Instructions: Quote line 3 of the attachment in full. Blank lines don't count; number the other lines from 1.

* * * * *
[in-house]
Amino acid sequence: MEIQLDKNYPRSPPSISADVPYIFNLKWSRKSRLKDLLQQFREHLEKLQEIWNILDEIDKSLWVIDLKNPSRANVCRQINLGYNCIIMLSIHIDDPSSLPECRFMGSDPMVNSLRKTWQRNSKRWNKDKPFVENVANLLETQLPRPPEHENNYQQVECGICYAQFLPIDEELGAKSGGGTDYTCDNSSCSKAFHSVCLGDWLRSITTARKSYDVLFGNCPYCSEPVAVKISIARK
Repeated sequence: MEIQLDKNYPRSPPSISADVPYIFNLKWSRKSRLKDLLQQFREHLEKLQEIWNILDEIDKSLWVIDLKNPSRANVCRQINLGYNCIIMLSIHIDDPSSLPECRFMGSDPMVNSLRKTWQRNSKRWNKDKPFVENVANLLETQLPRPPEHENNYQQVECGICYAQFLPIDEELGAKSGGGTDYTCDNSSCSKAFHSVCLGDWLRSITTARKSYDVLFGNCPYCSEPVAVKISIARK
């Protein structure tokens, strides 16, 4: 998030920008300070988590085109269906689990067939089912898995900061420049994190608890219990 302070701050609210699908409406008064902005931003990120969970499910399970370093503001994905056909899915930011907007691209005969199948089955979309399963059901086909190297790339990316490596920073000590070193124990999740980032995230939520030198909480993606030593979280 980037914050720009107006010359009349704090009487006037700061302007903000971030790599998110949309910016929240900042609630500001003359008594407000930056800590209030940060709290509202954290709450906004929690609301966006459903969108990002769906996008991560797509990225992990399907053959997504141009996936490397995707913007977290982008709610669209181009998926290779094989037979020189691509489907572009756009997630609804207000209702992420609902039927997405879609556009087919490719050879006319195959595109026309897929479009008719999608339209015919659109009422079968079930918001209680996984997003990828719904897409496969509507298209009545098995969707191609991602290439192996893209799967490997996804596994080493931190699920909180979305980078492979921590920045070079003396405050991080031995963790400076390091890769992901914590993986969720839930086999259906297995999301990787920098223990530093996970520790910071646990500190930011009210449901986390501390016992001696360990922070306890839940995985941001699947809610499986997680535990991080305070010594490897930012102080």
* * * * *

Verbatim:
Repeated sequence: MEIQLDKNYPRSPPSISADVPYIFNLKWSRKSRLKDLLQQFREHLEKLQEIWNILDEIDKSLWVIDLKNPSRANVCRQINLGYNCIIMLSIHIDDPSSLPECRFMGSDPMVNSLRKTWQRNSKRWNKDKPFVENVANLLETQLPRPPEHENNYQQVECGICYAQFLPIDEELGAKSGGGTDYTCDNSSCSKAFHSVCLGDWLRSITTARKSYDVLFGNCPYCSEPVAVKISIARK